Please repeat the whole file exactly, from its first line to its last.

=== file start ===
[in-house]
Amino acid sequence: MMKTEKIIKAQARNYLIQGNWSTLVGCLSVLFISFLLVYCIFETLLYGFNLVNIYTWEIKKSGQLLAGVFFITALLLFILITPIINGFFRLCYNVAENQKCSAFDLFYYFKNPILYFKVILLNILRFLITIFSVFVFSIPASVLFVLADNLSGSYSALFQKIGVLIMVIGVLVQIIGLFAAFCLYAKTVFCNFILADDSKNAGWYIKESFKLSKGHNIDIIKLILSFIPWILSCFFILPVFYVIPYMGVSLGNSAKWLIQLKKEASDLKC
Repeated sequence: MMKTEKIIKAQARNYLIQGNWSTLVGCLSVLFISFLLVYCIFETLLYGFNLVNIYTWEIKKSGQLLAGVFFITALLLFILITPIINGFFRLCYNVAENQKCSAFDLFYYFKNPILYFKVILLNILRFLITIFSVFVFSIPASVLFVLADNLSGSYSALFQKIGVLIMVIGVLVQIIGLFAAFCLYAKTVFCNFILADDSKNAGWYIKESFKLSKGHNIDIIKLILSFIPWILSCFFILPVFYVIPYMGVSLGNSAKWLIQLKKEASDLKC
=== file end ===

[in-house]
Amino acid sequence: MMKTEKIIKAQARNYLIQGNWSTLVGCLSVLFISFLLVYCIFETLLYGFNLVNIYTWEIKKSGQLLAGVFFITALLLFILITPIINGFFRLCYNVAENQKCSAFDLFYYFKNPILYFKVILLNILRFLITIFSVFVFSIPASVLFVLADNLSGSYSALFQKIGVLIMVIGVLVQIIGLFAAFCLYAKTVFCNFILADDSKNAGWYIKESFKLSKGHNIDIIKLILSFIPWILSCFFILPVFYVIPYMGVSLGNSAKWLIQLKKEASDLKC
Repeated sequence: MMKTEKIIKAQARNYLIQGNWSTLVGCLSVLFISFLLVYCIFETLLYGFNLVNIYTWEIKKSGQLLAGVFFITALLLFILITPIINGFFRLCYNVAENQKCSAFDLFYYFKNPILYFKVILLNILRFLITIFSVFVFSIPASVLFVLADNLSGSYSALFQKIGVLIMVIGVLVQIIGLFAAFCLYAKTVFCNFILADDSKNAGWYIKESFKLSKGHNIDIIKLILSFIPWILSCFFILPVFYVIPYMGVSLGNSAKWLIQLKKEASDLKC